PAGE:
Monday, March 31, 2008
During the winter, the Ira Keller Fountain is dry, but not to worry — it's still worth checking out. Absolutely nobody was there when we visited, so we had free rein of the massive monolithic concrete forms. It's a photographers dream, a desolate, almost distopian landscape right out of a science fiction film.
I've never been to a Nordic city (Stockholm, Helsinki, or Copenhagen, for instance), but here's how I picture them: brisk, gray, clean, high-functioning, orderly, artistic and (ahem) white.
Portland is all of those things. The city doesn't make you feel insignificant, like Manhattan. The buildings are built to a more human scale, and the city blocks are scaled down to half the size of typical big city blocks. Walking is a pleasure; the sidewalks are made with neatly arranged red bricks rather than aggregate concrete. Drivers are passive, not aggressive. Pedestrians and bikers seem to rule the roost.
The weather was typically Pacific Northwestern: daily periods of rain, sun, rain again, only now mixed with slush, then sun, then, is that hail? Wise Portlanders wear sensible shoes and hats; foolish Portlanders wear high heeled pumps and silk blouses. When riding public transit, you notice other riders entering the train with pant legs completely soaked from knee to shoe.
Now, about the whiteness: Portland is by far the least racially diverse major city I've ever visited. I'm not exactly sure why it's so white; it just is. Chinatown was notable for a curious lack of Chinese. The few black folks I saw looked more like Bobby McFerrin than say, Bernie Mack. Is this why Portland is often called America's "Most Livable" city? Are headlines like this really secret code for "Psst... you'll like living here, it's really white"? You'd expect a lack of racial diversity in an isolated city like Reykjavik, but c'mon, in Portland, Oregon?
Still, the city works magnificently. Bikers pedal to work in special protected lanes; pedestrians hoof it through the sporadic rain squalls in the North Face outerwear (who needs an umbrella?) and the light rail system slips through town with barely a sound. Portland city planners certainly have a vision, and it's working.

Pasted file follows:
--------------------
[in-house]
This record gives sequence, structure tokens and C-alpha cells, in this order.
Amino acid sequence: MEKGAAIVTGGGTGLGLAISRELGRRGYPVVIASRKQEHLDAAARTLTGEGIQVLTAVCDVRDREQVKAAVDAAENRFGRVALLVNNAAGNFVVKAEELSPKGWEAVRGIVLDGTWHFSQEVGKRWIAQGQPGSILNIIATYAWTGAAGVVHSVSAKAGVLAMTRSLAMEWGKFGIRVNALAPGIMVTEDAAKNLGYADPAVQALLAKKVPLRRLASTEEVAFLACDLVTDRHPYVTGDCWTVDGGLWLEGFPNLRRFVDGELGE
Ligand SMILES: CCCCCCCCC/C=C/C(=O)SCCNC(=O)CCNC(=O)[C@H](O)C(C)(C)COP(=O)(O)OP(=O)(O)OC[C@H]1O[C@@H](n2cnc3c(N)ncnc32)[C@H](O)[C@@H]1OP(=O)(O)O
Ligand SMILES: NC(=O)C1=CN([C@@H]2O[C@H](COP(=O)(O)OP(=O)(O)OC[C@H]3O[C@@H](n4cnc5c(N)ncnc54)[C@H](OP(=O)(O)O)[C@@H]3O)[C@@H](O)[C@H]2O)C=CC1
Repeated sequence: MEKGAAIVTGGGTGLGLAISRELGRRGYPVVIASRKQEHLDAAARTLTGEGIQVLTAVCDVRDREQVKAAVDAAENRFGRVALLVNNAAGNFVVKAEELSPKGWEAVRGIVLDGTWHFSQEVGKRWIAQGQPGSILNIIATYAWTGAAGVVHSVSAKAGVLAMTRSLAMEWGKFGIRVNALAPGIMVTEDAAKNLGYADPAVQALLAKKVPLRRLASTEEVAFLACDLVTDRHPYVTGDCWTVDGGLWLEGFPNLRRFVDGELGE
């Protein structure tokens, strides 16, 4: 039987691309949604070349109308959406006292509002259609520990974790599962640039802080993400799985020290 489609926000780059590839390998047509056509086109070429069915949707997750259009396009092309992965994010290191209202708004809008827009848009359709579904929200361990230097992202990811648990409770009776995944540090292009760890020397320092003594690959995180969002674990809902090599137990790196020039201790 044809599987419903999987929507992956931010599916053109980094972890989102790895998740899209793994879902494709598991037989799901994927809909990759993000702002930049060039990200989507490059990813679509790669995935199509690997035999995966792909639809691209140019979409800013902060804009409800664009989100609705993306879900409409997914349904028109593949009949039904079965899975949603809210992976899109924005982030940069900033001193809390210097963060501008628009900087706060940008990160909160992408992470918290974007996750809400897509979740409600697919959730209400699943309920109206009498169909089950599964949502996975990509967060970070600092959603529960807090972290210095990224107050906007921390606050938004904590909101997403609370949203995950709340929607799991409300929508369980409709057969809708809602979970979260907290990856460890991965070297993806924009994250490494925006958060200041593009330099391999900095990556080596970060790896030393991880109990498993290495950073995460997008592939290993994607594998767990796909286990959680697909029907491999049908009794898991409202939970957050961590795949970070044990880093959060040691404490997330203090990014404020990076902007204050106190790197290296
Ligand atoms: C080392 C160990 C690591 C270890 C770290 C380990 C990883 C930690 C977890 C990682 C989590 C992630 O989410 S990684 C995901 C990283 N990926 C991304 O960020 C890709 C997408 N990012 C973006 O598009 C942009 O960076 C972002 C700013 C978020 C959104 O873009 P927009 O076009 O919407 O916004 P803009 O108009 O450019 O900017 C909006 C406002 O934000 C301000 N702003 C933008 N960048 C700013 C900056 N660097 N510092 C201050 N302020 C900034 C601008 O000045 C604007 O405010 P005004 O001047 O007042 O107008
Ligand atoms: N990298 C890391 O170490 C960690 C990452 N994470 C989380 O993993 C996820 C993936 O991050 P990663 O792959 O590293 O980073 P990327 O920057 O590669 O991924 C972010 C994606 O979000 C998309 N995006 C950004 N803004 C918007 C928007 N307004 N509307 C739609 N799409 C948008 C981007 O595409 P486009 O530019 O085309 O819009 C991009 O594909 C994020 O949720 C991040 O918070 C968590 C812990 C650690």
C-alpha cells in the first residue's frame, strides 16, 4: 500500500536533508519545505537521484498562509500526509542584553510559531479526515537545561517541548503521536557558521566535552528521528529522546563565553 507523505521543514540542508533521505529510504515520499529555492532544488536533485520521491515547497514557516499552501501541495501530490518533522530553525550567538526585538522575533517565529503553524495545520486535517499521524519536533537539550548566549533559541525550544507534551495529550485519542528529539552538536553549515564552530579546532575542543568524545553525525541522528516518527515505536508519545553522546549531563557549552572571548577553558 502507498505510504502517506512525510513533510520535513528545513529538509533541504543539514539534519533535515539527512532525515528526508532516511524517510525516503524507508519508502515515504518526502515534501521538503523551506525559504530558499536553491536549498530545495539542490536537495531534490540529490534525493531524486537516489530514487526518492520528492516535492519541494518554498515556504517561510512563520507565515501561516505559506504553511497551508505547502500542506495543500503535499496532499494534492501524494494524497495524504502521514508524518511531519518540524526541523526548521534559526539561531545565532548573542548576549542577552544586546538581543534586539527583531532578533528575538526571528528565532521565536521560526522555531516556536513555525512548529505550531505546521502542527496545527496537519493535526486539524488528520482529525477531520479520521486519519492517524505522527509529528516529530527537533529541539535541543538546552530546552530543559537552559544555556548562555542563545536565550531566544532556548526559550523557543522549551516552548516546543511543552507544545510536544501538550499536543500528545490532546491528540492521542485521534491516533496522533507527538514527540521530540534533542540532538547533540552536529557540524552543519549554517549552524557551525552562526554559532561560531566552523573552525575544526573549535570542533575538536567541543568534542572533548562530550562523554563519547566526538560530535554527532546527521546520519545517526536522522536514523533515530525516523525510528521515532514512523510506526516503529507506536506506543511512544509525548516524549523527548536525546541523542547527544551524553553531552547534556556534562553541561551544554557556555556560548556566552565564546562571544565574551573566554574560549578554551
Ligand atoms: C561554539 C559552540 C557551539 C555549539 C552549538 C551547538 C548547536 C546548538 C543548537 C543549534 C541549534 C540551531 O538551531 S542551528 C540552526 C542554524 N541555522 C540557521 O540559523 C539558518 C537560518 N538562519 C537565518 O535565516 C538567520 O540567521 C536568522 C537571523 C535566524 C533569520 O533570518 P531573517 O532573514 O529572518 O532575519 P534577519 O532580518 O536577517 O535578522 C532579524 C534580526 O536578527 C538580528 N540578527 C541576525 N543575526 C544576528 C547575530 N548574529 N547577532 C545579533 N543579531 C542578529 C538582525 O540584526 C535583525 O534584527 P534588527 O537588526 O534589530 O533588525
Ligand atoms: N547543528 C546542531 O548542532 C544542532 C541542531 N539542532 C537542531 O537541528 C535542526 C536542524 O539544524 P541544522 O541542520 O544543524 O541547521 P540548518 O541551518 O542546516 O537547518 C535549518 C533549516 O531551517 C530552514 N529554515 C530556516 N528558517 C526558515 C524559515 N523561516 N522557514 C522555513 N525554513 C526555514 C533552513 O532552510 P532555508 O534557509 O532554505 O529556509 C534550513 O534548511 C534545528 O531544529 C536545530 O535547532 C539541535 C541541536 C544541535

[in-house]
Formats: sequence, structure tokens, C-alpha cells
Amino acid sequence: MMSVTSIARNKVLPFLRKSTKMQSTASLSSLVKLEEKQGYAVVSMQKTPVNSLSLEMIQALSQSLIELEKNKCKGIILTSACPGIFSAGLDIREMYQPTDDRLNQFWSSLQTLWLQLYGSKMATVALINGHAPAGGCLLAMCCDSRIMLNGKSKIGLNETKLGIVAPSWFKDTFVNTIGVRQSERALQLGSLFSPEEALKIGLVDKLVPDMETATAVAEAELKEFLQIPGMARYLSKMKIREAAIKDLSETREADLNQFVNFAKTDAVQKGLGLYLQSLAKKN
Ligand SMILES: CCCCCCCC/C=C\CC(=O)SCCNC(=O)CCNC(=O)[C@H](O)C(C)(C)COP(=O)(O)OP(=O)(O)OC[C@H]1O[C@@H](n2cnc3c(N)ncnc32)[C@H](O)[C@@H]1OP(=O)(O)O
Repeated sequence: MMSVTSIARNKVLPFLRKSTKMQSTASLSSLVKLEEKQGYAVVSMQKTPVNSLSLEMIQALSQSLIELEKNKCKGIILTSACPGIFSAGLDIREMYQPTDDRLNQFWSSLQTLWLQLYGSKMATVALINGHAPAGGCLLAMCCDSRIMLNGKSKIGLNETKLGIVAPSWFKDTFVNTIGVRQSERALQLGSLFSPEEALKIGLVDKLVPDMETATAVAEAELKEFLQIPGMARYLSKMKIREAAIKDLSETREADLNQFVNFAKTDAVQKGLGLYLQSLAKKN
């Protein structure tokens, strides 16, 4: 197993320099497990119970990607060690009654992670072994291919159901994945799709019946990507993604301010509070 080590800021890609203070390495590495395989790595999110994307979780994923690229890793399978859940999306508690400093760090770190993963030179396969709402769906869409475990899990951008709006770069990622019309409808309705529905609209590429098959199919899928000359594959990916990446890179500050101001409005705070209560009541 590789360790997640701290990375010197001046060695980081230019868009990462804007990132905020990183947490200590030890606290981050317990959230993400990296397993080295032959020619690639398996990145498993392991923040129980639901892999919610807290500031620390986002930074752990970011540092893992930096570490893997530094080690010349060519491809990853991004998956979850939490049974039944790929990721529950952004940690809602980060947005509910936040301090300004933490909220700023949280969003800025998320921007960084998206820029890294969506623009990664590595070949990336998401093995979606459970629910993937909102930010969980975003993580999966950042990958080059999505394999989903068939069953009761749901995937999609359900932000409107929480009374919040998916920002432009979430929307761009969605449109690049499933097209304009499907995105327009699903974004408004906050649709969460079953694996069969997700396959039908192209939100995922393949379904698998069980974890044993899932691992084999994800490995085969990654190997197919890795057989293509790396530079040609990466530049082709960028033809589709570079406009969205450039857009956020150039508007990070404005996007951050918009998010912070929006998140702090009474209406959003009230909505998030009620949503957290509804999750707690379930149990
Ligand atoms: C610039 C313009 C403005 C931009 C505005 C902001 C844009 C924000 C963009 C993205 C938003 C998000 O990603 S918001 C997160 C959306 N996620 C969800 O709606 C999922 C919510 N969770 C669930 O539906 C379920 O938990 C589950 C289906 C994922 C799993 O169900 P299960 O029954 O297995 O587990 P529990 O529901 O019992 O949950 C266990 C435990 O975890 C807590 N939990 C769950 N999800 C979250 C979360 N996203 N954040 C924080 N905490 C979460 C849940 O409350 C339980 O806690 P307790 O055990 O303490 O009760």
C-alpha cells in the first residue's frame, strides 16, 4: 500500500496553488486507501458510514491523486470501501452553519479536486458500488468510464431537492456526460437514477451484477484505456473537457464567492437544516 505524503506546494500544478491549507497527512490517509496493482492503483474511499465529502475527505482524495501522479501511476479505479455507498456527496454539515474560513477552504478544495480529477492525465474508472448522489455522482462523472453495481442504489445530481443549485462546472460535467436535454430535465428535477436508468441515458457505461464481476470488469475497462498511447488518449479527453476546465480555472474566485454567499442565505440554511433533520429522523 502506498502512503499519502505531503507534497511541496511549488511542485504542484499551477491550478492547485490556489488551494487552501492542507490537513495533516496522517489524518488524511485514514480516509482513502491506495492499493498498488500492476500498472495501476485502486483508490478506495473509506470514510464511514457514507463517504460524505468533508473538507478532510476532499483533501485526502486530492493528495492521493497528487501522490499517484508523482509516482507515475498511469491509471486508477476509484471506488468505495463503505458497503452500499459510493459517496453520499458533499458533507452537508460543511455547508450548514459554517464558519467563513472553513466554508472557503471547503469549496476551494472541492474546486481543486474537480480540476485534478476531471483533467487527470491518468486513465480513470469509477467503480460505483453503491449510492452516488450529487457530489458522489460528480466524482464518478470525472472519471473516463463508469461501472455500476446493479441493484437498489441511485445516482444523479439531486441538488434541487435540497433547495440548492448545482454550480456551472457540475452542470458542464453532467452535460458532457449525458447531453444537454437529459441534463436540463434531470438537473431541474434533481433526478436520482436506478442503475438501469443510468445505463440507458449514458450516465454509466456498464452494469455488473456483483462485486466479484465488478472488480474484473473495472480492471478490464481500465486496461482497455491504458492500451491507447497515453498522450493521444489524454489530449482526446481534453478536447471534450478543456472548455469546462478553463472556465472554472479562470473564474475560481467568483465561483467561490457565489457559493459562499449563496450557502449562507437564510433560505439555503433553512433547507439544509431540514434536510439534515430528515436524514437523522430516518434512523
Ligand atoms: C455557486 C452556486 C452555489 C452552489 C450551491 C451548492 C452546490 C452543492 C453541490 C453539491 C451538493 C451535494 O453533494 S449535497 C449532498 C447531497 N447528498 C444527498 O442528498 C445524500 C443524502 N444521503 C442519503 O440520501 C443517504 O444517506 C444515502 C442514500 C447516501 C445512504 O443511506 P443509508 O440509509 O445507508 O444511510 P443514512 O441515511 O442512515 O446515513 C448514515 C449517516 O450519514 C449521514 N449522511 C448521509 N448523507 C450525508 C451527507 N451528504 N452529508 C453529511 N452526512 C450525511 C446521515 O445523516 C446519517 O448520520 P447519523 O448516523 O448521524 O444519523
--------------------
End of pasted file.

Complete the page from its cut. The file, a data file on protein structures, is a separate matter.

One thing thankfully lacking in Portland are churches. Oh, you'll see the occasional steeple downtown, but one gets the feeling that Portlanders would rather spend time in a bookstore than in a church. The latter tells you what to do, the former let's you figure it out for yourself, if you're even interested.
For some reason, I've lately become obsessed with Japanese gardens. I'm not a big Japanophile (sure they make cute toys and great electronic products, but why the sell-out to the West?) I guess I love what Japan used to be, before Commodore Perry. I love the Japanese principles of gardening, and the incredible beauty they can create.
The Japanese Gardens in Portland (inside Washington Park) are the most beautiful I've ever seen. They've been called the most perfect outside of Japan, but I don't know how one judges something like that. I do know that I saw every shade of green that could ever be conceived, and that when the sun flashed from behind a cloud, every shade of green changed once again. It's a serene, self-reflective space, with a blessed ban on cell phones and loud conversation. The gardens were installed in 1963, but because of the way things grow in Portland, they look like they've been there for centuries.
Michael Graves, he of Target fame, was formerly a big time architect. During the 1970's, he developed a style that rebelled against the prevailing stark-box forms of modernism in favor of an elegant, witty approach.
One of his most famous buildings is the Portland Public Services building. Completed in 1982, it's been called the first major post-modern structure.
Here's a critical opinion:
"When first completed, this postmodern landmark was wildly innovative and controversial. On the varied facades of this chunky 15-story municipal office building, speckled with smallish square windows, masses of deep colors—browns, blues, and a rusty red—make emphatic statements against a sandy background. A stylized garland of blue ribbons (rendered in concrete) decorates one side while a huge statue of a woman, Portlandia, added in 1985, dominates the main entrance."
— from Sylvia Hart Wright. Sourcebook of Contemporary North American Architecture: From Postwar to Postmodern. p39.
Monday, March 3, 2008
A quick glance at the personal blog of actress Bai Ling (recently arrested for shoplifting at LAX) indicates that she resides in some sort of perpetual dreamscape.
Her blog entries tend to describe the weather in Albuquerque before musing on the nature of love. She's also a fan of the ellipsis:
The sun is not out just like my mood, looking for the sunlight in the desert, hope it will show me a tender smile just like I used to smile so many people when they are down......
It is a beautiful day for lovers, for romace, beauty mystry dancing in the light of the sexy red wine......hope you are somewhere with your special one who is close to your heart and give you the joy of love..
love has no time, love breathing its joy through day and night, through life, through time, through air, through space, through our gentle heart......
I am lucky to be awake, dancing the wind in the darkness to find the warmth of home for love...... Walking again from the set to my trailer, darkness, darkness around me like a winter blanket pure......
Pure darkness is so beautiful, with out it we can never see the stars and the beautiful smiling moon......
After reading her prose, it's not hard to believe she truly did forget to pay for a pack of batteries and two Star magazines in the airport. She was busy musing on the nature of transience!
There's so much more at her blog.